Thursday, 23 February 2017

Kerala gears up to tackle another drought

Kerala gears up to tackle another drought

| | Updated: Jan 3, 2017, 03.22 PM IST

KOCHI: After a terrible monsoon, the state government has come up with a contingency plan to address the impending drought-like situation in the coming months. The state government has proposed a slew of measures such as rainwater harvesting, rejuvenating ponds and water bodies, protecting wetlands, monitoring water wastage and illegal connections. District collectors have been told to implement drought risk reduction measures to ensure water supply in summer.

In the first phase, the state government will set up water kiosks in 10,000 spots to ensure drinking water by February . Check dams will be built at a later stage to conserve water, said water resources minister Mathew T Thomas.

"Kerala Water Authority will supply the water. A contingency plan is being put in place with the aid of disaster management authority," said Thomas. A water kiosk will have a 5,000-10,000 litre tank in a public area.Water will be filled by the district administration from approved water sources and a log will be maintained by the local ward member and countersigned by the village officer. The disaster management authority has proposed a kiosk per local body .

"The advantage of this method is that it will reduce pilferage by making water delivery locations fixed; the transportation cost will also thus be fixed. Apart from ensuring transparency, the possibility of misuse of water collected from kiosks becomes less.The main purpose is to ensure that potable water is available free of cost for the public," said disaster management authority's member secretary Sekhar Kuriakose.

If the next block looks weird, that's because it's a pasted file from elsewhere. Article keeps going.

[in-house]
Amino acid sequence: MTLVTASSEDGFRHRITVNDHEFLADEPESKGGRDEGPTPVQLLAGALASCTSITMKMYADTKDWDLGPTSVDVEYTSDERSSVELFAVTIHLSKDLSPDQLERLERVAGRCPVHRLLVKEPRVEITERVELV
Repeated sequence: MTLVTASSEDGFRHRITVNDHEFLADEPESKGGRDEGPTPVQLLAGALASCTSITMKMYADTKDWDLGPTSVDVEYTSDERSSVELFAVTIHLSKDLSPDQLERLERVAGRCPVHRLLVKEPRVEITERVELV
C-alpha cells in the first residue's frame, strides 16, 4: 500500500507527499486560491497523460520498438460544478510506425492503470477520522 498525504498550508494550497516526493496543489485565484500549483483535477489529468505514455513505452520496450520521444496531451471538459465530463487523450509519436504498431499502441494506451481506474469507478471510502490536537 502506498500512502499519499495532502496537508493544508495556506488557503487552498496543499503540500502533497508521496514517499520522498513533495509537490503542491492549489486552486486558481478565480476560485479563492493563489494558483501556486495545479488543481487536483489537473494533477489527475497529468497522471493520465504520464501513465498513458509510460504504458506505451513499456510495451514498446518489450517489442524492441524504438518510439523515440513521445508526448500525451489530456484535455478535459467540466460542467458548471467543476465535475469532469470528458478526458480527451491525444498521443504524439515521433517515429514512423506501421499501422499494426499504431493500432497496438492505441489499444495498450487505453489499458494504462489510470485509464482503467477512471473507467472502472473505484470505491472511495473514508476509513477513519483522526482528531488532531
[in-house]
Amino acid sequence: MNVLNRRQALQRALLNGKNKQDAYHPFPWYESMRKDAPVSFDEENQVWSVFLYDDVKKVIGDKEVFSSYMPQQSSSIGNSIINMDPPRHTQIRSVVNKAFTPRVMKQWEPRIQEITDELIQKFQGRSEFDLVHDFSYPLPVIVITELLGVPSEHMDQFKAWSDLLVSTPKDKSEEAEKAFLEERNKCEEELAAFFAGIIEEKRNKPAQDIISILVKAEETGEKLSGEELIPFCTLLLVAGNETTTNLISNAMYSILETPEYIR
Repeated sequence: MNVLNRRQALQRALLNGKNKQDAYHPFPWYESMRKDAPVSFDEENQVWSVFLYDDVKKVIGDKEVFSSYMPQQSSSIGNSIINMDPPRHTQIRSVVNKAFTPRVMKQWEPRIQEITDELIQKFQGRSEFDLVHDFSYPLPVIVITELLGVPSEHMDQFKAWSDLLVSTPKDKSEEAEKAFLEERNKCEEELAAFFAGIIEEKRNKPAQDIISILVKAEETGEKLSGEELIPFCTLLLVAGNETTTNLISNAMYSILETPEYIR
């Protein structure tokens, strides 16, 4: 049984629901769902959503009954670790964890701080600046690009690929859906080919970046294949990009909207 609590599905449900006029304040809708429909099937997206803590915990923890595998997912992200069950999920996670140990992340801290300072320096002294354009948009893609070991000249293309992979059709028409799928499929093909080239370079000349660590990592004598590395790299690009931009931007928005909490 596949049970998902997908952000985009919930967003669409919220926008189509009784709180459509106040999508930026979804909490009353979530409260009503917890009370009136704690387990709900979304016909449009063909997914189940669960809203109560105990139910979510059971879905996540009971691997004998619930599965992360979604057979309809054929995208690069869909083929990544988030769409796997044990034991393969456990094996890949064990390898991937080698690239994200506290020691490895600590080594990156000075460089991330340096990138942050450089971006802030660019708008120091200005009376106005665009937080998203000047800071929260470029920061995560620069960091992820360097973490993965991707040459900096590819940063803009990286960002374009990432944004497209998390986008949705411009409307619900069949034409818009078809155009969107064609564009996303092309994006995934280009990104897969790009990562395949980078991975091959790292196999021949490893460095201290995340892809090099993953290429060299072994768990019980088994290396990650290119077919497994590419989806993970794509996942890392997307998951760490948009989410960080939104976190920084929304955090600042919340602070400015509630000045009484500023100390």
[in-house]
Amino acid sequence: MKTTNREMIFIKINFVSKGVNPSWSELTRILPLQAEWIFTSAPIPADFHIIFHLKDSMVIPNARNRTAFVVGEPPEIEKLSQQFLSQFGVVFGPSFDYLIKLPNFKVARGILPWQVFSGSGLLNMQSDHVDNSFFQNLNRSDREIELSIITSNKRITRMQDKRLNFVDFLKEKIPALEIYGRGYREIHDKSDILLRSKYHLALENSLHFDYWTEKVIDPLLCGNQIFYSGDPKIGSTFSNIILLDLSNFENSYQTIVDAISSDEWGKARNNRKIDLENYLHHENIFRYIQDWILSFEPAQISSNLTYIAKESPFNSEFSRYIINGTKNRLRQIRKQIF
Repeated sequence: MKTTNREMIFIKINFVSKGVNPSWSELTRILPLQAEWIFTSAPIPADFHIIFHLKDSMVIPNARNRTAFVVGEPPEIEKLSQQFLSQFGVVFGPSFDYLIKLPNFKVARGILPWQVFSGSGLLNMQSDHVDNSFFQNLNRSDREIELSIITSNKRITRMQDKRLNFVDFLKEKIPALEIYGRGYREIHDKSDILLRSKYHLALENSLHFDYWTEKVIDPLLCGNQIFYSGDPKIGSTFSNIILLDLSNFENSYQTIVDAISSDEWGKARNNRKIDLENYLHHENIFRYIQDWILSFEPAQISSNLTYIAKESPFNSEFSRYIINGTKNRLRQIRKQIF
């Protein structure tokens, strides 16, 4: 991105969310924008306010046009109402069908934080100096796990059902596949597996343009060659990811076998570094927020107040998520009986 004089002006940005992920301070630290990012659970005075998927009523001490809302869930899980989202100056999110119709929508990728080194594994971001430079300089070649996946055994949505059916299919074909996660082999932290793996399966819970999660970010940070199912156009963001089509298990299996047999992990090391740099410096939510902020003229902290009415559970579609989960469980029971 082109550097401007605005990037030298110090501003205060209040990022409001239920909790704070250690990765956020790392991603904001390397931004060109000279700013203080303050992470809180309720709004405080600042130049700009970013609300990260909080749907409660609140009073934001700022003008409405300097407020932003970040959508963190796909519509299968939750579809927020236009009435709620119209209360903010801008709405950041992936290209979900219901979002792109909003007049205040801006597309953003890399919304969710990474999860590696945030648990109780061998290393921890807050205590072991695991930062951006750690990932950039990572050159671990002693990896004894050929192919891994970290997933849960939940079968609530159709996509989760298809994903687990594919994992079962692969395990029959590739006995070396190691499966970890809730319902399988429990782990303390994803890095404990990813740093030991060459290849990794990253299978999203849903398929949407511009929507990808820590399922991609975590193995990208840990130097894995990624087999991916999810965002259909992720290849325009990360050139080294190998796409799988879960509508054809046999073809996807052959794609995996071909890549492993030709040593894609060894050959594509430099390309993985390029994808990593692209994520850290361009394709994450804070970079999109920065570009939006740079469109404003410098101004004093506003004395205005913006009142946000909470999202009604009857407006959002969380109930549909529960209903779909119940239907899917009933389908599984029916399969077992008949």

He said that in 2012, when there was a drought-like situation in Malappuram, 516 minor check dams were built across streams using sand-filled gunny bags, twigs, boulders, wooden barks. These minor check dams ensured retention of water and recharge of surrounding open wells. Each check dam entailed a cost of Rs 50,000, including labour. Most of them became permanent impediments over a period of time due to silting and thus ensured continued water retention. In 2015, 135 logwood check dams were set up in Wayanad and 18 in Thrissur to conserve water.

Minister Thomas said the state is looking at an indigenous solution, that is, rubberised check dams. "The government is in discussion with the Rubber Board for technical support and a large vendor will be identified to manufacture the material. As of now, only a private player has the patent," Kuriakose said.

Before this year, drought was officially declared in 2012, 2010 and 2003. In 2010, 17 taluks were declared as drought-affected while in 2003 it was seven districts, seven taluks and 119 villages. Although southwest monsoon in 2015 was deficient by 25.7%, the Northeast monsoon had compensated the deficit. From 1881-2000, Kerala experienced 66 drought years. The major rainfall deficit years were 1983, 1986, 1987, 1992, 1997, 1998, 2002, 2004 and 2012.

The contribution of southwest monsoon to the annual rainfall of the state is 69% and that of northeast monsoon is 16%. The percentage of annual rainfall decreases from north (87%) to south (54%) during southwest monsoon and increases from north (10%) to south (17%) during northeast monsoon.

Officials said that the summer rain in 2016 would be fair while the southwest monsoon was deficient by 34%. The effects of low rainfall is seen in the reservoirs and groundwater table.


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